Sunday, December 20, 2015
Approval Sought for New Facilities for Greene Valley Residents
By Walter F. Roche Jr.
A state agency is being asked to approve at least 14 new group homes to house the remaining residents of the state run Greene Valley Development Center, which is under a federal court closure order.
A review of applications pending before the state Health Department shows one provider alone, Open Arms Care, already the largest provider of services to the mentally and physically disabled in Tennessee, is seeking approval to build nine new facilities. Each would house four current residents of state run Greene Valley.
Under state law applicants for most new health facilities must seek approval from the state Health Department for a certificate of need as part of the licensing process.
The applications for those certificates show that none of the new facilities are expected to be completed by June 30, 2016, the date originally set for the complete closure of Greene Valley. In fact a state panel will only begin consideration of the applications next month.
Officials of the state Department of Developmental and Intellectual Disabilities, which runs Greene Valley, recently conceded that the June 30 shutdown date was unlikely to be met and funding would be necessary to keep Greene Valley in operation.
Cara Kumari, a DIDD spokeswoman, said that all of the beds in the pending applications are earmarked for specific current Greene Valley residents.
"These providers were chosen by people living at Greene Valley and their conservators," Kumari wrote in a written response to questions.
She said the agency set up fairs for entities willing to provide services so they could meet with families of Greeneville residents and interested parties and arrange agency tours "to ensure families had all the information they needed to make an informed decision."
"All of these beds have been currently claimed by a person leaving Greene Valley," Kumari added.
While June 30, 2016 was the agreed closing date under a federal court decree, the estimated opening dates, according to the pending applications stretch to November of 2016 and beyond.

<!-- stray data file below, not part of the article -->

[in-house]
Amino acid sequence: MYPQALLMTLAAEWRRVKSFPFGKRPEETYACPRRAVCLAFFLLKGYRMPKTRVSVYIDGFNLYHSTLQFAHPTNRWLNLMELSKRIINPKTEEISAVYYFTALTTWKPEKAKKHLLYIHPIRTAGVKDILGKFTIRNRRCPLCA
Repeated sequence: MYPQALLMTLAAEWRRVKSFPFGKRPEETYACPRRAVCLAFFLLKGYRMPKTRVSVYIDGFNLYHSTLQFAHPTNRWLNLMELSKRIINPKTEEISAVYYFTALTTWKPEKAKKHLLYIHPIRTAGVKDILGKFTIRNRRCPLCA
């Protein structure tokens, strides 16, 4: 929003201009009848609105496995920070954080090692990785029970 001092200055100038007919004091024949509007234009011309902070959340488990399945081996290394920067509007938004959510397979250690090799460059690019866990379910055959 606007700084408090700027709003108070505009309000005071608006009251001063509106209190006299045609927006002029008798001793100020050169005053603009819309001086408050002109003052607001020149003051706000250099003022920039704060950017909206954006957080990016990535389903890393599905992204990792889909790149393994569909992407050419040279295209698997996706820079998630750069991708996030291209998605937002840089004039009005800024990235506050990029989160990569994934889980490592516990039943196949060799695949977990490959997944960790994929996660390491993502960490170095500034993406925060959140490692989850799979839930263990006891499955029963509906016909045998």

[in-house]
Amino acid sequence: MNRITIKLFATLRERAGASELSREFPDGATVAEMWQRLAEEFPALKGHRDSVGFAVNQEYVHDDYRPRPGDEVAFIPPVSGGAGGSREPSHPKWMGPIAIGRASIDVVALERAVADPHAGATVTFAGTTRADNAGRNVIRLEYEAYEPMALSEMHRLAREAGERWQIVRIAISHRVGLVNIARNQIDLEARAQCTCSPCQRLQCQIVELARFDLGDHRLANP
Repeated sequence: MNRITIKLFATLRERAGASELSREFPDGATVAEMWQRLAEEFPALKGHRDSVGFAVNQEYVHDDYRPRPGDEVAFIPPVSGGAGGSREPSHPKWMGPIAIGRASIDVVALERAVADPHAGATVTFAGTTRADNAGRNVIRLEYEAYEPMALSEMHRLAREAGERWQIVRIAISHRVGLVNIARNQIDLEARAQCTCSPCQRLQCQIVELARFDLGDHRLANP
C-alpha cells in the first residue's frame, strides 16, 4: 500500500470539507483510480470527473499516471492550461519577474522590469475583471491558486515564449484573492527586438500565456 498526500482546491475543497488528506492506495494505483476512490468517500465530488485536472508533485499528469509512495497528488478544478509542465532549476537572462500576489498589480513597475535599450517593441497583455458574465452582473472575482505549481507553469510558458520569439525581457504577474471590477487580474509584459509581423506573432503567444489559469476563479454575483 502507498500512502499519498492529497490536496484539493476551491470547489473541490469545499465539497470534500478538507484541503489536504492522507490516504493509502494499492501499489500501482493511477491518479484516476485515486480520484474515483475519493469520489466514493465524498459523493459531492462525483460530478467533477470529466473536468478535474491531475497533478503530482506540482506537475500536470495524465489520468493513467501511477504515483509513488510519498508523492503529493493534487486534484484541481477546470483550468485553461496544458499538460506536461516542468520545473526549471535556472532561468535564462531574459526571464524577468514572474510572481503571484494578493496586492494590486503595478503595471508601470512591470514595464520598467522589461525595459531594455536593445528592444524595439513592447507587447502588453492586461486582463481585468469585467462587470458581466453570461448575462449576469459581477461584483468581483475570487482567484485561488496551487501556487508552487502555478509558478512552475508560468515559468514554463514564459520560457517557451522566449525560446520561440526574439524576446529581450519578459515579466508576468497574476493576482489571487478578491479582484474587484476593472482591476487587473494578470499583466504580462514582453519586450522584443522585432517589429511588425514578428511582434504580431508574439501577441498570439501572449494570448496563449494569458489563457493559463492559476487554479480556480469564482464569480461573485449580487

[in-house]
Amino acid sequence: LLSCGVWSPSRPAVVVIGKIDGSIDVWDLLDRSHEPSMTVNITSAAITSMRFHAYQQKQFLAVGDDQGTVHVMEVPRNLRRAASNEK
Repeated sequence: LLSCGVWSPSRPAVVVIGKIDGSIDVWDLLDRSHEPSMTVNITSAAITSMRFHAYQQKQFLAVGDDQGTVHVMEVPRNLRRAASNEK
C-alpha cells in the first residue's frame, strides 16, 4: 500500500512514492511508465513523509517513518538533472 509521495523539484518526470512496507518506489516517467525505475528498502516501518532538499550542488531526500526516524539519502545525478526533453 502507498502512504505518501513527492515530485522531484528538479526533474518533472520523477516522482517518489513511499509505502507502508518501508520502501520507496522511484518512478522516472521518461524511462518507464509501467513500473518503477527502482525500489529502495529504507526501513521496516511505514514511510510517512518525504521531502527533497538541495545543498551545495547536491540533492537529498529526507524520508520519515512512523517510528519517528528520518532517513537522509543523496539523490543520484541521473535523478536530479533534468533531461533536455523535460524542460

In addition the number of beds sought in the pending applications falls short of the estimated 75 current Greene Valley residents who have opted to move to these four bed facilities. According to filings with the state health agency, 45 of the 75 have indicated they wish to remain in Greene County.
The estimated daily charges for each resident, according to the applications, are slightly under $800. That would mean an annual cost of nearly $300,000 for each of the 75 residents
In addition to Open Arms, a nonprofit incorporated in Georgia, applications have been submitted by D & S Residential, a Texas firm, and Sunrise Community of Tennessee, a subsidiary of a Florida firm.
While Sunrise does currently operate in Tennessee, D & S does not.
Open Arms is seeking approval to open three facilities in Greene County, four in Knoxville and two in Georgetown, Hamilton County.
Two of the Open Arms facilities would be located on East Church Lane in Greeneville and one on Chuckey Pike in Chuckey. However the application for the Chuckey Pike property contains legal documents relating to the Church Lane property.
The Georgetown homes are slated be located on Gamble Road, while the Knoxville homes will be built on Bishops Bridge Road and Northshore Drive.
Although Open Arms is a non profit, the application shows the management of their homes will be performed by a separate firm, Integra Resources LLC. Integra, which is not a non-profit, is owned by the SMI Group and Flatrock Investors.
SMI is owned by George Stevens and Jeffery Mastroleo, while Flatrock is owned by Joseph Torrence and Richard L. Brown, the application states.
Integra is the same company that bought 32 group homes from Open Arms in May of this year for $11.5 million, according to the application files.
Open Arms won't actually own the new homes either, but a separate non-profit will rent them.
Sunrise, meanwhile, has applied to open a four bed home at 680 Quaker Knob Road and 640 Old Shiloh Road in Chuckey
D & S is seeking to open homes on Erwin Highway in Afton and Old Stage Road in Greeneville.
PROPOSED HOME LOCATIONS
Open Arms Care Corp.
1817 Bishops Bridge Road Knoxville
12621 South Northshore Drive Knoxville
Chuckey Pike Chuckey
East Church Road Greeneville
Sunrise Community of Tennessee
680 Quaker Knob Road Chuckie
640 Old Shiloh Road
D & S Residential
2609 Erwin Highway Afton
2619 Erwin Highway Afton
Old Stage Road Greeneville